Advice to Job Seekers: Ask for the sale

Before I got into HR, I tried my hand at sales. My compensation was 100% commission (i.e. no sales no money), which impacted the length of my career in sales (I lasted less than a year). Short stint aside, I learned a lot as I slid down this rabbit hole, with perhaps the most important thing being that any salesperson worth his or her salt must be willing to “ask for the sale.  Asking for the sale is a different take on what we see in the movies where the Wall Street types are dialing and the manager comes out of his glass office only to impress upon those who aspire to be in the glass office to “always be closing.” I suppose being in the south management felt it was more polite to “ask” for something; to “always be closing” just sounds so pushy – too New York – and that will just never do. 

The reason asking for the sale was seen as so critical to any salesperson’s success was probably because most of us sucked at it. We would go in and make our case, get the prospective client primed and ready to buy, only to give them our business card and wait for their call; which never came.  

This principle of asking for the sale applies to job seekers as well. If you interview for a job, you are selling you. You are hawking your unique skills, abilities and, I hate to break this to you, your personality. You are explaining to a prospective employer why they need look no further than you. Why they don’t look at another resume because you are it. You are the bomb-dot-com and they need to hire you, and not the other guy. In other words: you need close the deal.
You need to ask for the sale.  

Closing the deal in an interview can take many different forms. There is the classic “so, when can I start?” approach, but let’s be honest – sure you are asking for the sale, but c’mon, that’s just a little too arrogant for most palettes. In fact, it borders on the “always be closing” mentality (which may work in New York).  My advice is to simply tell them that you are excited by what you have seen and/or heard. Tell them that it sounds like the perfect opportunity and that (in no uncertain terms) you want to take the next step. It is not a magic bullet, but I have seen many hiring manager’s opinion shift when a candidate ended an interview by saying “this sounds like a great opportunity, I would love to be a part of this company/organization/team.” The crazy part is, HARDLY ANYONE ACTUALLY SAYS THAT. In fact I hear far more “so, when do I start?” than “this sounds like the perfect opportunity for me…” spiels.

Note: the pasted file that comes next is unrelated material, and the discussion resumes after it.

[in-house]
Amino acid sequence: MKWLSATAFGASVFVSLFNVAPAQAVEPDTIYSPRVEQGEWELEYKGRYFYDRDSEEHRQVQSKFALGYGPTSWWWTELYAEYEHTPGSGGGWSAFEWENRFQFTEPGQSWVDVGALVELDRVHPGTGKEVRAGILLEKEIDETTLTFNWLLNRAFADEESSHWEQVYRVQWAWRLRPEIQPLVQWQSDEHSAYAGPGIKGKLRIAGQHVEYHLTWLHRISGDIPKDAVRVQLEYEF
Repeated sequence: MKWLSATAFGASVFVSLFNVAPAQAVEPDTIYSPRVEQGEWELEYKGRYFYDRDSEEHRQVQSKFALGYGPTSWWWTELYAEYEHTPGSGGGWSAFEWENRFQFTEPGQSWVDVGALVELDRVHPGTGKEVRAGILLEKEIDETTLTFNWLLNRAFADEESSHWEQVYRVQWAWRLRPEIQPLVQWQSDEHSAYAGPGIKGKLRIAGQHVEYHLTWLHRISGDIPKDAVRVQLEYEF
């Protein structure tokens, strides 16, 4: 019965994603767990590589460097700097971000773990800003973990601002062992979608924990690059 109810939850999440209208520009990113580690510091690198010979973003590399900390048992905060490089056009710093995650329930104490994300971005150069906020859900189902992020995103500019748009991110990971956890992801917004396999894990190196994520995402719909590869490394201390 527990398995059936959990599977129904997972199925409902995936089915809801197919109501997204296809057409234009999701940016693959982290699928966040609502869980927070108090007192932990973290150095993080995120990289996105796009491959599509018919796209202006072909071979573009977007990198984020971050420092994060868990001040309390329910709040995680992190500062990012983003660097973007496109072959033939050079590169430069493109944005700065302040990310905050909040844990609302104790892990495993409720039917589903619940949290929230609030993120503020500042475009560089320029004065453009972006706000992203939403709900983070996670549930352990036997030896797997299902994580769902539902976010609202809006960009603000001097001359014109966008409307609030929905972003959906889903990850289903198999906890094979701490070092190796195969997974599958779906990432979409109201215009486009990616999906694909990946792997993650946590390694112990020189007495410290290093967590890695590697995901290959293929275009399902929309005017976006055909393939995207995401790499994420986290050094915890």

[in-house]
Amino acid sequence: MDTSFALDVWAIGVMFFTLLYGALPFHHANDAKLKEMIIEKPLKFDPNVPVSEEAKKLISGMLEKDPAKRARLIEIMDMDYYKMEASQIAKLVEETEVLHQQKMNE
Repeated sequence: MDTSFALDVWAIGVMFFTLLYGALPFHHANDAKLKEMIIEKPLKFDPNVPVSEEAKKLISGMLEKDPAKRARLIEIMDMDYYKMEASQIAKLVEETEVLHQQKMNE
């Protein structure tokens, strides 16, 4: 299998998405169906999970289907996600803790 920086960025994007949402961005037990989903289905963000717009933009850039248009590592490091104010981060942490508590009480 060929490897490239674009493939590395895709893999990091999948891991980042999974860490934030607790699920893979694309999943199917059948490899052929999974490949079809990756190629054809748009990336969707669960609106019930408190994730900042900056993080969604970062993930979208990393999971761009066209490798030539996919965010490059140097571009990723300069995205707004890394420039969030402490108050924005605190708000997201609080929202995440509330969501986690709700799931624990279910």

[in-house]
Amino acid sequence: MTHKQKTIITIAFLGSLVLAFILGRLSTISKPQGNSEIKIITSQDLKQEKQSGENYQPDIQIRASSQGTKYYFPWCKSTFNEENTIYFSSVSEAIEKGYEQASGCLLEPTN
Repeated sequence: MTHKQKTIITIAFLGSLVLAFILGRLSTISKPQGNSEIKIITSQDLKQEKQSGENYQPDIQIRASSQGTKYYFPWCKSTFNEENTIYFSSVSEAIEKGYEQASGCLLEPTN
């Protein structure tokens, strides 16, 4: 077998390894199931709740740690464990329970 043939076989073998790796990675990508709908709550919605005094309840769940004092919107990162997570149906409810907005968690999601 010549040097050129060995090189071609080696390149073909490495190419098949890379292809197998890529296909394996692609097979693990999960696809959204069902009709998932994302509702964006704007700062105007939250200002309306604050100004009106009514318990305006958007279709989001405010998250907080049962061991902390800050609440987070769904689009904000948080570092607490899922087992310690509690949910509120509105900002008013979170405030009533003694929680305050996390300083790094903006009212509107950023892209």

I honestly believe had I not said this myself, had I not asked for the sale, I may not have ever gotten into HR in the first place. You see, when I interviewed for my first job in HR I knew it was what I wanted to do; so at the end of the interview I looked the nice lady in the eye and said “I am very excited about this opportunity, and would love to come to work here.” Not long after that first interview that nice lady went on to become one of my favorite bosses and a great mentor to me. Need more proof? about a year later I was having lunch with that same boss and I brought up our interview. She told me that I was the only person she interviewed who actually said they wanted the job. Now I know that isn’t the only reason I got the job, my timeless good looks and unmatched charm did most of the work, but telling her that I wanted it sure didn’t hurt.

In closing  let me be clear: “this sounds very interesting, I would like to learn more,” is not asking for the sale, rather it is the interview equivalent of leaving your business card.

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